Constitutionalism Human Rights and Islam after the Arab Spring
Constitutionalism, Human Rights, and Islam after the Arab Spring offers a comprehensive analysis of the impact that new and draft constitutions and amendments - such as those in Jordan, Morocco, Syria, Egypt, and Tunisia - have had on the transformative processes that drive constitutionalism in Arab countries. This book aims to identify and analyze the key issues facing constitutional law and democratic development in Islamic states, and offers an in-depth examination of the relevance of the transformation processes for the development and future of constitutionalism in Arab countries. Using an encompassing and multi-faceted approach, this book explores underlying trends and currents that have been pivotal to the Arab Spring, while identifying and providing a forward looking view of constitution making in the Arab world.
Constitutionalism in Islamic Countries Between Upheaval and Continuity
Constitutionalism in Islamic Countries: Between Upheaval and Continuity examines the question of whether something similar to an "Islamic constitutionalism" has emerged out of the political and constitutional upheaval witnessed in many parts of North Africa, the Middle East, and Central and Southern Asia. In order to identify its defining features and to assess the challenges that Islamic constitutionalism poses to established concepts of constitutionalism, this book offers an integrated analysis of the complex frameworks in Islamic countries, drawing on the methods and insights of comparative constitutional law, Islamic law, international law and legal history. European and North American experiences are used as points of reference against which the peculiar challenges, and the specific answers given to those challenges in the countries surveyed, can be assessed. The book also examines ways in which the key concepts of constitutionalism, including fundamental rights, separation of powers, democracy and rule of law, may be adapted to an Islamic context, thus providing valuable new insights on the prospects for a genuine renaissance of constitutionalism in the Islamic world in the wake of the "Arab spring."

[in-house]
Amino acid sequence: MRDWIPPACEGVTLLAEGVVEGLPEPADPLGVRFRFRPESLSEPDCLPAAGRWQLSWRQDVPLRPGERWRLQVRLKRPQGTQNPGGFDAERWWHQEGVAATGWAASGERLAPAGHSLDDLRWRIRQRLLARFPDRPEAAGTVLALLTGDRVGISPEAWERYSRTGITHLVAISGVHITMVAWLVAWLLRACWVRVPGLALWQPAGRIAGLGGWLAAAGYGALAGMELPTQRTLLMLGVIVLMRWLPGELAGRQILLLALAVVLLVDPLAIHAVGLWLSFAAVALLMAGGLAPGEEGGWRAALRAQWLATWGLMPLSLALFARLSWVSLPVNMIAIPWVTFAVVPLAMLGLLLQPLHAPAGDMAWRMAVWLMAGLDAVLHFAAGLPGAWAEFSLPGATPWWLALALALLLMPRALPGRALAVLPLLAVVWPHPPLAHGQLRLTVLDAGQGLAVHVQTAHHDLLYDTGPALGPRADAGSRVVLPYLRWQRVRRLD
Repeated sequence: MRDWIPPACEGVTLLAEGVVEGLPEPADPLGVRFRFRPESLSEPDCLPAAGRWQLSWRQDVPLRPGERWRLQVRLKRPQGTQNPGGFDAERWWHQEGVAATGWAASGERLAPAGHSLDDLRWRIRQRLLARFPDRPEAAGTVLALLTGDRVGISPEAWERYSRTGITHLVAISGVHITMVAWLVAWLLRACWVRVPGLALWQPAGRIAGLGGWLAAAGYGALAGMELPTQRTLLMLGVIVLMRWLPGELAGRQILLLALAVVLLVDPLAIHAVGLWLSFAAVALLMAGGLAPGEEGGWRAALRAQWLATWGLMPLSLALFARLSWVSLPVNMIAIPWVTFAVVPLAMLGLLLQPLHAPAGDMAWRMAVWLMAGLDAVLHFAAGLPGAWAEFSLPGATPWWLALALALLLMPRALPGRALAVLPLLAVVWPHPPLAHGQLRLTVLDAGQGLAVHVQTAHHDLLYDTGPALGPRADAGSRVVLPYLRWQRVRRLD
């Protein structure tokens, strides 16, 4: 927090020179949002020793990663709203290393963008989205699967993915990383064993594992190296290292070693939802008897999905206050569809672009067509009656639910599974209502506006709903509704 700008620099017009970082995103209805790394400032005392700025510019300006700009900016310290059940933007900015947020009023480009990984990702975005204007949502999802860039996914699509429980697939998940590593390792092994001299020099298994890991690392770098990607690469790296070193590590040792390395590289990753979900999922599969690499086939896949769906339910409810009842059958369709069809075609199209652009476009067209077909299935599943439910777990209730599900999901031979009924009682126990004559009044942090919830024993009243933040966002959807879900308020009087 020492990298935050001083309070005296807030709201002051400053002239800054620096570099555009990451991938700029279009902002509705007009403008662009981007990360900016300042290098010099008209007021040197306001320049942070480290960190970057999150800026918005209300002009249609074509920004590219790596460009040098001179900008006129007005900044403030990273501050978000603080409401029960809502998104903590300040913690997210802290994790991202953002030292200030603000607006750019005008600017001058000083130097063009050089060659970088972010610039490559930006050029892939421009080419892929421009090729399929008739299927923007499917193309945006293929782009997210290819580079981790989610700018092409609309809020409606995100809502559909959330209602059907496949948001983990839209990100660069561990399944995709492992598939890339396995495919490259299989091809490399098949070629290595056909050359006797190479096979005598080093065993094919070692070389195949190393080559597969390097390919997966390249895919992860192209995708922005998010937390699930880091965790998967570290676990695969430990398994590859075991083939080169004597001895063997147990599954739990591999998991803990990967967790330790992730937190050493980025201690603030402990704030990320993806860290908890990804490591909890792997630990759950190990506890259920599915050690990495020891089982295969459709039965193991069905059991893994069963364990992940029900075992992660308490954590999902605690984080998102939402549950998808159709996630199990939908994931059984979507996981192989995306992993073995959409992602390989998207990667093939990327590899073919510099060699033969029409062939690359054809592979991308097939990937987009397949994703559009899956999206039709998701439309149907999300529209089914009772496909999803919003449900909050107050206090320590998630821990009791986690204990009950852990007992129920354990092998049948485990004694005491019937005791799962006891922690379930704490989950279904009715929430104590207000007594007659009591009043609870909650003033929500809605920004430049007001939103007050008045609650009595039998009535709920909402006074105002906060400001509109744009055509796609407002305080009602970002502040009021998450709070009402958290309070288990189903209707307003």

Political and Constitutional Transitions in North Africa
The transformations which are taking place in the Arab world are dynamic processes characterised by a number of variables that one can refer to as actors and factors. The implications of the Arab uprisings are important for the world at large; the Arab world’s successes, and failures, at this crucial moment may well serve as a model for other nations. Political and Constitutional Transitions in North Africa focuses on five Northern African countries- Tunisia, Egypt, Morocco, Libya and Algeria- examining specific institutions and actors participating in the political upheavals in North Africa since 2011, and placing them in a comparative perspective in order to better understand the processes at work. This book addresses issues pertinent to North African and Middle Eastern Studies, comparative constitutional law, political science and transitional studies and it contains contributions by experts in all these fields. Providing a significant contribution to the understanding of events that followed the immolation of Mohamed Bouazizi in Tunisia, this book is a valuable contribution to North African Studies, Middle Eastern Studies, Comparative Constitutional Law and Transitional Studies.